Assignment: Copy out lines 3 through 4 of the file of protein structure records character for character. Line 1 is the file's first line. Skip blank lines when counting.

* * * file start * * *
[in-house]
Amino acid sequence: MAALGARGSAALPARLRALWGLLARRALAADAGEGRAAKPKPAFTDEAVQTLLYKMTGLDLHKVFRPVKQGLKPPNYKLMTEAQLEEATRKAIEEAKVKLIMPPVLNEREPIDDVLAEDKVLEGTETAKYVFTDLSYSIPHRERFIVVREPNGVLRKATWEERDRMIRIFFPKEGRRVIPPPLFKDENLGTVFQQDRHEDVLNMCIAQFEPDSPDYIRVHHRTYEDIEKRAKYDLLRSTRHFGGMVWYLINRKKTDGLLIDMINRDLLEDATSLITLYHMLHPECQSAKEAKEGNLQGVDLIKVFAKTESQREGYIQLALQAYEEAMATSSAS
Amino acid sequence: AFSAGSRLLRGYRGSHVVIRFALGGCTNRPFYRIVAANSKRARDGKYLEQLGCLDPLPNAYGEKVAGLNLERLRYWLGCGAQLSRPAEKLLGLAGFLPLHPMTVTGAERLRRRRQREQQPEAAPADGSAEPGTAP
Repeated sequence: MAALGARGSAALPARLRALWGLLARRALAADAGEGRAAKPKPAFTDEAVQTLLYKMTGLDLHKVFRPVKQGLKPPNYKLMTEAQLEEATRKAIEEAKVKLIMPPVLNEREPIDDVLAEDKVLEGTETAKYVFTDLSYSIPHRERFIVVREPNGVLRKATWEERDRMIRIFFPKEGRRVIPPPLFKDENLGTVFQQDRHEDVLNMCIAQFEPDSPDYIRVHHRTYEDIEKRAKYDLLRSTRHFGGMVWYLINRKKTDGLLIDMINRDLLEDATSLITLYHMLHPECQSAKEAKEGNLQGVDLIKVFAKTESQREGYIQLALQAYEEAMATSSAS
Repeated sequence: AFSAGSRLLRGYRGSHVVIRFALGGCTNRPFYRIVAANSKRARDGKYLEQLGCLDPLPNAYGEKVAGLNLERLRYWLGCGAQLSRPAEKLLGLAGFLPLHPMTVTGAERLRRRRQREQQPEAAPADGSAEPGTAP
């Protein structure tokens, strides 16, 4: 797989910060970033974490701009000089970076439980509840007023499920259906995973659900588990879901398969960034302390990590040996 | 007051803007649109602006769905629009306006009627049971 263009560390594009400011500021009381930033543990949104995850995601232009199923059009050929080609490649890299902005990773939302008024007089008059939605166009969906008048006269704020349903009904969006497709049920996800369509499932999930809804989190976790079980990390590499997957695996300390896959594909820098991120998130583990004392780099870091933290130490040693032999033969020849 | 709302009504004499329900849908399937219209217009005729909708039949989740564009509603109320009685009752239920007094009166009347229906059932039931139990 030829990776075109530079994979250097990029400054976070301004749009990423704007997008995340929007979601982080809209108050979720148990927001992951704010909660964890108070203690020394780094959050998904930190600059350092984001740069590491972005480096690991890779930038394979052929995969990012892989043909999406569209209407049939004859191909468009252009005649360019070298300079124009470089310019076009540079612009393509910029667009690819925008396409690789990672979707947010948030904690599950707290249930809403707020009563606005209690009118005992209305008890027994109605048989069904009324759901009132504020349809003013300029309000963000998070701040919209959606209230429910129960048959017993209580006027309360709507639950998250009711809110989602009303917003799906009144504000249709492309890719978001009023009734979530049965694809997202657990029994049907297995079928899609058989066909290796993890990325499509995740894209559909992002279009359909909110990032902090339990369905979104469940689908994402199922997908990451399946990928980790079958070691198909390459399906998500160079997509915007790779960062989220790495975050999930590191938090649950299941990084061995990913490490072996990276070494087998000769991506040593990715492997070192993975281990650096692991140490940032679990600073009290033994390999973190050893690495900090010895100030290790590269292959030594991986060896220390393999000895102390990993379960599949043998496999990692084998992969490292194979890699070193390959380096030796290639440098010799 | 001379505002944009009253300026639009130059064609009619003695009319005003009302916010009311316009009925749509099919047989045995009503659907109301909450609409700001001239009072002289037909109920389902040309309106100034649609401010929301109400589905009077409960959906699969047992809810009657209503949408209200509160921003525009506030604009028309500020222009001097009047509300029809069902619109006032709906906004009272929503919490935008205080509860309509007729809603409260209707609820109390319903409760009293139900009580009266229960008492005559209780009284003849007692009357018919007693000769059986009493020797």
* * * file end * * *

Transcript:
Amino acid sequence: AFSAGSRLLRGYRGSHVVIRFALGGCTNRPFYRIVAANSKRARDGKYLEQLGCLDPLPNAYGEKVAGLNLERLRYWLGCGAQLSRPAEKLLGLAGFLPLHPMTVTGAERLRRRRQREQQPEAAPADGSAEPGTAP
Repeated sequence: MAALGARGSAALPARLRALWGLLARRALAADAGEGRAAKPKPAFTDEAVQTLLYKMTGLDLHKVFRPVKQGLKPPNYKLMTEAQLEEATRKAIEEAKVKLIMPPVLNEREPIDDVLAEDKVLEGTETAKYVFTDLSYSIPHRERFIVVREPNGVLRKATWEERDRMIRIFFPKEGRRVIPPPLFKDENLGTVFQQDRHEDVLNMCIAQFEPDSPDYIRVHHRTYEDIEKRAKYDLLRSTRHFGGMVWYLINRKKTDGLLIDMINRDLLEDATSLITLYHMLHPECQSAKEAKEGNLQGVDLIKVFAKTESQREGYIQLALQAYEEAMATSSAS